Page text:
Labour’s plans for a new ‘land value tax’ will clobber high streets and town centres, Conservatives warned today. The unreported small print of the Labour manifesto calls for a new tax to be levied on business, and for the first time, new research has calculated the punishing effect on high streets and shops.
- Land value taxation has long been a pet policy of Jeremy Corbyn and John McDonnell to raise more money from taxes and hit “unearned wealth”. John McDonnell’s favourite think tank, the New Economics Foundation, last month asserted that land value tax could be used to increase municipal taxes on business by up to £5 billion a year. They argue that land is under-taxed.
- Business rates are currently based on the building and the land. Land value taxation only taxes the land. High streets and city centres have the highest land values, and land makes up a higher proportion of property value. Taxing land alone will hike the tax burden on these areas. The New Economics Foundation say that land value taxation will “particularly hit businesses in high land value areas (such as town centres)”. By contrast, under business rates, the size of the building is more important in determining the tax bill. Yet, under Labour’s new tax, internet retailers’ warehouses on cheap industrial land would pay far less than at present.
- An average shop of 205 square metres will pay £8,250 in business rates from next year under Conservative proposals. Based on land value figures by the independent Investment Property Forum, and a 3 per cent land tax backed by both the New Economics Foundation and the Labour Land Campaign, a high street shop outside London of the same size could pay £38,130 a year. London shops would pay even more, as land values in London are even higher. The Forum’s research has found that high street retail has the highest land values. Land value tax would thus cost more. Liberal Democrats also back Labour’s new land tax.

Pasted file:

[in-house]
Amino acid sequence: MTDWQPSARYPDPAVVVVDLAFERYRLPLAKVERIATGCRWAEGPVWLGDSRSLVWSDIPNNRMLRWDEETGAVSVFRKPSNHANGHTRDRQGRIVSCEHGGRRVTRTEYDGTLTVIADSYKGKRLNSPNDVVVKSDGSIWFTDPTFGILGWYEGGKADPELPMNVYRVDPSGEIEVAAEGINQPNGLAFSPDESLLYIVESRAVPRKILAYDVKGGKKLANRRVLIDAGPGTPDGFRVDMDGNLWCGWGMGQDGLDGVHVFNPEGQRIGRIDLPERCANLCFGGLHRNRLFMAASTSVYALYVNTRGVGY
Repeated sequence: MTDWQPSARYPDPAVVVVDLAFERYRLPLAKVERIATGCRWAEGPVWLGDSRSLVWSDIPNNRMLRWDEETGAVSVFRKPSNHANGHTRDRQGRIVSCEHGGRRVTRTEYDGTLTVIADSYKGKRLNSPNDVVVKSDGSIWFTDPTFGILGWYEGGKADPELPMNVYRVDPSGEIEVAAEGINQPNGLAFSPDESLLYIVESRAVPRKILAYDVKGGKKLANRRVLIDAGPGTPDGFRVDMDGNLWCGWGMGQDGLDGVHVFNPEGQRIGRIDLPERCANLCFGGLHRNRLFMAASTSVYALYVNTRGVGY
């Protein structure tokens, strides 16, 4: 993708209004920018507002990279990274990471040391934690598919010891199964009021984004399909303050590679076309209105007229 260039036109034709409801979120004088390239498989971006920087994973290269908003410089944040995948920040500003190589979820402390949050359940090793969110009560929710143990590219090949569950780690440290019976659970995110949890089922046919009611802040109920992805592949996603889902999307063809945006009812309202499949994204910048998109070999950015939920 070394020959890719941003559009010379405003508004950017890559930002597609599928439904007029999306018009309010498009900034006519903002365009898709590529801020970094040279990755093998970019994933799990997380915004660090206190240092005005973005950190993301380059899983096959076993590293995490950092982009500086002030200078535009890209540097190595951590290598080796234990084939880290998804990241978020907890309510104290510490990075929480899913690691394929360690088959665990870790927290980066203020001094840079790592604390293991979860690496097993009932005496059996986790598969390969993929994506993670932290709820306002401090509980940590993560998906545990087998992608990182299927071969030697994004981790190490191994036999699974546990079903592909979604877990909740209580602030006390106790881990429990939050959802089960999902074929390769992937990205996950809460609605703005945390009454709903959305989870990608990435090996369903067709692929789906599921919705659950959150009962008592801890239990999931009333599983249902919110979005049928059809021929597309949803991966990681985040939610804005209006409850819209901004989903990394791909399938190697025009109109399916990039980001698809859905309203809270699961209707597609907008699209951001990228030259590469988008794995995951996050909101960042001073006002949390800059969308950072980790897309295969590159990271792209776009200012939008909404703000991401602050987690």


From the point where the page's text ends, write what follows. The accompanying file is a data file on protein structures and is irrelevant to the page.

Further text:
- By contrast, Conservatives are increasing business rate relief for shops, pubs and retail premises, cutting £5,000 a year off the tax bill of an average shop in England, and are pledging broader reform of business rates.
Robert Jenrick, Secretary of State for Housing, Communities and Local Government, said:
“A Conservative majority government will get Brexit done, and support local high streets by cutting their business rates. Corbyn's Labour Party will hike up taxes on local firms across the country and wreck the economy. This is a new tax on high streets that will clobber struggling shops.”
Commenting, Therese Coffey, Secretary of State for the Department of Work and Pensions, said:
“Corbyn’s Pension Tax will see ten million savers facing a huge bill forcing them to delay their retirement for almost three and a half years.
“This is just one of the ways a Corbyn government would hammer hardworking people on top of his plans to hike up taxes by £2,400 a year, as well as the cost of his plan for unlimited immigration and the chaos of 2020 being dominated by two more referendums – one on Brexit and another on Scottish independence.
“Only Boris Johnson and the Conservative Party can get Brexit done with a deal, get parliament working again and turbocharge our economy to unleash Britain’s potential.”
Read more about how this Pension Tax will impact millions of savers (PDF)